After a long and windy drive through the beautiful state of Nevada, Reed Finlay and I arrived in Bishop last week and have had three great days of skiing in the Eastern Sierra Nevada Mountains of California so far. We’ve been lucky enough to hook up with some veterans of the range, which really makes things nice for us, since we haven’t had to think too much about route finding and what not.
Our first day was really fun and we got out with a rather large group or skiers and set our sights on the north sides of Mount Thompson and Gilbert in the South Lake region. I think both of these peak are over 13K’, but the trailhead starts about over 9K’, so it makes summitting them easier and allows for great car-to-car skiing in the spring time…or any other time of the year for that matter.
As we toured toward Mount Thompson and the three north facing Trident Chutes, it was obvious the snow was in great condition and we would have soft powder to ski on the way down. Impressive views to the south were had as we reached the top and we all split up, each choosing our own way down. Jon Morison and I investigated a line that was a bit more technical to the skiers left of the Trident Chute (North Couloir?) and sneaked in below a cornice to access its womb.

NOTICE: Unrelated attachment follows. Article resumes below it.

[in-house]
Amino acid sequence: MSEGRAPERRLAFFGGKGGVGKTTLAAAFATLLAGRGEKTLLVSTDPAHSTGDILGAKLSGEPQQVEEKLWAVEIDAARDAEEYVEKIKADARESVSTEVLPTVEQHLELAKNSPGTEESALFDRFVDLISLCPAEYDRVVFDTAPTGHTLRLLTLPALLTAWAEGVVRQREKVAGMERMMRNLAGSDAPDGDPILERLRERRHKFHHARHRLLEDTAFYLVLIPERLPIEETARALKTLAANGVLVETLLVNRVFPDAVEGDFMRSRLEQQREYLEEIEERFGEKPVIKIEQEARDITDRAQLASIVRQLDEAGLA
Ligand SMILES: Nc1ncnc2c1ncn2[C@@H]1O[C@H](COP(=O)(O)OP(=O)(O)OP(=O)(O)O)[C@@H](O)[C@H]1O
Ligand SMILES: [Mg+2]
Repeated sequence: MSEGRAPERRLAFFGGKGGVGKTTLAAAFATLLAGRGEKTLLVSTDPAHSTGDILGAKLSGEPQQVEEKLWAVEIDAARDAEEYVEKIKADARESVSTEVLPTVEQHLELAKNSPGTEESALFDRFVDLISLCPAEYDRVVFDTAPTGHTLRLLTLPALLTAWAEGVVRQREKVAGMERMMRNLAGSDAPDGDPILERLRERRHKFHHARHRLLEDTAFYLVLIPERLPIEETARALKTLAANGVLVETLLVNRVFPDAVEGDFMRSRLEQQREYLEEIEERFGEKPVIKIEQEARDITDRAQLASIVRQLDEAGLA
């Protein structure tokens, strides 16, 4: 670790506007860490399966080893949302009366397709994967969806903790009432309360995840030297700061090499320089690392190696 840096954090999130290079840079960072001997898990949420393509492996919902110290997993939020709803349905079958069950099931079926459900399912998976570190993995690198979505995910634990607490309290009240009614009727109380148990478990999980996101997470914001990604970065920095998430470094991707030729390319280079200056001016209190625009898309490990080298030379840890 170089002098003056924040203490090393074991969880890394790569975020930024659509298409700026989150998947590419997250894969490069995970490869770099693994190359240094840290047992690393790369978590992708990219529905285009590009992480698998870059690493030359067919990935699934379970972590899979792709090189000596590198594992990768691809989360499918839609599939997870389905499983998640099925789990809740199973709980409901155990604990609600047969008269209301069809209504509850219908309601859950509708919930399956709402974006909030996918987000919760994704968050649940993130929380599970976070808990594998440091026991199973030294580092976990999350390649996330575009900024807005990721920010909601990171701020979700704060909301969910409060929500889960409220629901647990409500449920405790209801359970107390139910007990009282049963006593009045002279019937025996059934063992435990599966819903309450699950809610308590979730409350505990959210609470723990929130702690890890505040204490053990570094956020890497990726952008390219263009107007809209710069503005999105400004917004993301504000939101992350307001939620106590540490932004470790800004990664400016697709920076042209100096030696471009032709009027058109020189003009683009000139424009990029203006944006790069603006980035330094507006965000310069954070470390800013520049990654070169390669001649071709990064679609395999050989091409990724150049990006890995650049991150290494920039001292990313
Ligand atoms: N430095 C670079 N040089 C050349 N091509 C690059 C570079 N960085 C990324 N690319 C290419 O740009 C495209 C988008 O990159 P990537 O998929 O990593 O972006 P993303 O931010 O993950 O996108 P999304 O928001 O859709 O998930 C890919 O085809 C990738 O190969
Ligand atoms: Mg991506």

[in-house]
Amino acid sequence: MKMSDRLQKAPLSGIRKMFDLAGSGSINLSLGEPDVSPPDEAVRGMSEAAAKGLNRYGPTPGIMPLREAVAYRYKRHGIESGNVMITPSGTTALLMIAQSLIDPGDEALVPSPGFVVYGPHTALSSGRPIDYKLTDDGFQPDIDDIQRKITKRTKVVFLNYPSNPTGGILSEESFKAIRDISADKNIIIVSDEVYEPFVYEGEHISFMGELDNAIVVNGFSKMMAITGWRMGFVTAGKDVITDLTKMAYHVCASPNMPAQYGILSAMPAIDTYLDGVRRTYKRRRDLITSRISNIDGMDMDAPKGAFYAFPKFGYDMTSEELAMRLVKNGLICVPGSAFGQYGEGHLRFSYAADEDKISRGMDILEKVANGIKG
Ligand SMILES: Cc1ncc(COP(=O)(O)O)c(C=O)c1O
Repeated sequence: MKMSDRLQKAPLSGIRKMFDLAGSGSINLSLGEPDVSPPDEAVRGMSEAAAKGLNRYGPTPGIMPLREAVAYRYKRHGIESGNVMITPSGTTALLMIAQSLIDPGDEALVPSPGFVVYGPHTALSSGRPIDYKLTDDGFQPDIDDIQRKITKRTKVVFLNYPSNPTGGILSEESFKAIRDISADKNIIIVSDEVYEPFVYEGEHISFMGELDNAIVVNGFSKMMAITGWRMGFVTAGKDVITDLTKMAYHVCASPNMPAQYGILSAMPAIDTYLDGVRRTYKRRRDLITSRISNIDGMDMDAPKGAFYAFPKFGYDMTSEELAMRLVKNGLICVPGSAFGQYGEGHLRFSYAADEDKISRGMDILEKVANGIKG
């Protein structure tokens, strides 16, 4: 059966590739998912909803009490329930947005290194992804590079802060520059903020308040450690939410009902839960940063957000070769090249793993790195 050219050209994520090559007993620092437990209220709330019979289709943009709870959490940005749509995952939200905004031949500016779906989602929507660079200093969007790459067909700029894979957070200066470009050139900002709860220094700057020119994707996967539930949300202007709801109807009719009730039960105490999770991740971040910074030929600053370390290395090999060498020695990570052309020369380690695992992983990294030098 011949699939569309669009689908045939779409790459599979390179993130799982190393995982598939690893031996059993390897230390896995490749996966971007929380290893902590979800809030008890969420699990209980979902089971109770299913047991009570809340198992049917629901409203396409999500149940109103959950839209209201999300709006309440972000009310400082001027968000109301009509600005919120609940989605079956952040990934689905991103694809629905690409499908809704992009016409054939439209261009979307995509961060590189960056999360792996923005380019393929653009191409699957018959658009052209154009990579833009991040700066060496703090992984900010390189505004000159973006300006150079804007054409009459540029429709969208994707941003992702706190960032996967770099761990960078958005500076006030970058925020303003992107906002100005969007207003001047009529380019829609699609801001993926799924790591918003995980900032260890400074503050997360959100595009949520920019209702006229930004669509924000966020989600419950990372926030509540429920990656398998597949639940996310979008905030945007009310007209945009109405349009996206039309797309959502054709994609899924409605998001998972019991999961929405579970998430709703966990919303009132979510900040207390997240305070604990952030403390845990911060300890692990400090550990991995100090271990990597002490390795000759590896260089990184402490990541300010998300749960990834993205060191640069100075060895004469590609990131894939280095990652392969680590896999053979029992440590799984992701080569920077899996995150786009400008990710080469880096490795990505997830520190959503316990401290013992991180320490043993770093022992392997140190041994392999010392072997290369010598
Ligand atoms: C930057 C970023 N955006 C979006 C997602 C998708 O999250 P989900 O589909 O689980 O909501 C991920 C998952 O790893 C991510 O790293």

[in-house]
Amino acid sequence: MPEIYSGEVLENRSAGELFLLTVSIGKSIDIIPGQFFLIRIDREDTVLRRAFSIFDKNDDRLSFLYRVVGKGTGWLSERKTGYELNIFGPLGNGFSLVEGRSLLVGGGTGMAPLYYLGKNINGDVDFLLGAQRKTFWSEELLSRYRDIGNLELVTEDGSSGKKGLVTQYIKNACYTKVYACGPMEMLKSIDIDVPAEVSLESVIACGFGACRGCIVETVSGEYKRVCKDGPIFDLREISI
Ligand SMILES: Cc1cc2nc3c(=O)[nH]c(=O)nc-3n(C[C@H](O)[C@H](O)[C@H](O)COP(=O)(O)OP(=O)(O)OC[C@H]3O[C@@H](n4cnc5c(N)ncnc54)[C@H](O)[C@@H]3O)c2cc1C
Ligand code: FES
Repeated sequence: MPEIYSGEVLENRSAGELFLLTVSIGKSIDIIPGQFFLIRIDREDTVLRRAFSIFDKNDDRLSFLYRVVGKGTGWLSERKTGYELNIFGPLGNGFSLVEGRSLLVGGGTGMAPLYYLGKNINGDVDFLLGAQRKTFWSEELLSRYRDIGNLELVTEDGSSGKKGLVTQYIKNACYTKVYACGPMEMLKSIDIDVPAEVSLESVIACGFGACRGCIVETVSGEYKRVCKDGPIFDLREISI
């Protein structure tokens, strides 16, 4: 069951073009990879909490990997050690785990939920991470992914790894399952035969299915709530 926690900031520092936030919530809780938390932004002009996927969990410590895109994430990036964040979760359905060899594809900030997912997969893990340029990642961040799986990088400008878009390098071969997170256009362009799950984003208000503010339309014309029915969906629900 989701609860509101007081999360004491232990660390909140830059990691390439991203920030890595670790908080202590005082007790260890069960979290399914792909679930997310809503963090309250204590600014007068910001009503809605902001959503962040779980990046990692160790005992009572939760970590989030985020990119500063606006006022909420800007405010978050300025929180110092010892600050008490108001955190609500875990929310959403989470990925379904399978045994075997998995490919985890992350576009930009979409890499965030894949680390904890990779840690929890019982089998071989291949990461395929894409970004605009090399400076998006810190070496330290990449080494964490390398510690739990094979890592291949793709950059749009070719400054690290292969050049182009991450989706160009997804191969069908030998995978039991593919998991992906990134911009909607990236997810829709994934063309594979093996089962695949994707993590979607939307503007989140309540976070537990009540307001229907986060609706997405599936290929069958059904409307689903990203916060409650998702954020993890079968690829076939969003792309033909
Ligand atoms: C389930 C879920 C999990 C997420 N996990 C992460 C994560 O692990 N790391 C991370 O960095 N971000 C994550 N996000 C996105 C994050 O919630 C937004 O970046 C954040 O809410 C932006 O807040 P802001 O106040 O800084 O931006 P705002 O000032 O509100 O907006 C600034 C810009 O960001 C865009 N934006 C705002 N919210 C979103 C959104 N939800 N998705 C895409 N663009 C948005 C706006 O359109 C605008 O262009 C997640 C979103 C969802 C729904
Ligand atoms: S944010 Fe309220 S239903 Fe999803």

After regrouping with the others, we turned our ski tips towards Mount Gilbert and its steep North Couloir, which tips up to close to 50 degrees. There were still 7 of us climbing and skiing this couloir, so it was bit crowded, but which proper skier management, we thought we’d be able ski it with relative safety. The climb went well, especialy since I didn;t do an ounce of trail breaking and we deeked around a cornice at the top.
Once we reached the col at the top, Jon Morrison was anxious to get going and opened up a spicy entrance to the skier’s right. Rob Gaffney followed suit and they both dropped-in in style. That entrance seemed to be deteriorating quickly, so the rest of us down-climbed under a cornice and clicked into our skis on the steep slope of the couloir.
One by one, we all skied the couloir and managed not to kill each other in the process, as well as not crossing each others tracks on the apron below. Something that many backcountry skiers despise…myself being one of them. The powder snow transitioned nicely to corn as we lost elevation and we soon found ourselves poling and skating back across the lake and on to our rigs parked below.
I have to say, I was felling a wee bit tired after the long drive and the trip into the Wind River Range earlier in the week, so I was hoping to regain my strength after a few après beers at the trailhead, some food and a good night sleep. And since the next day we were shooting for a 14′er, it was imperative that I would. More later….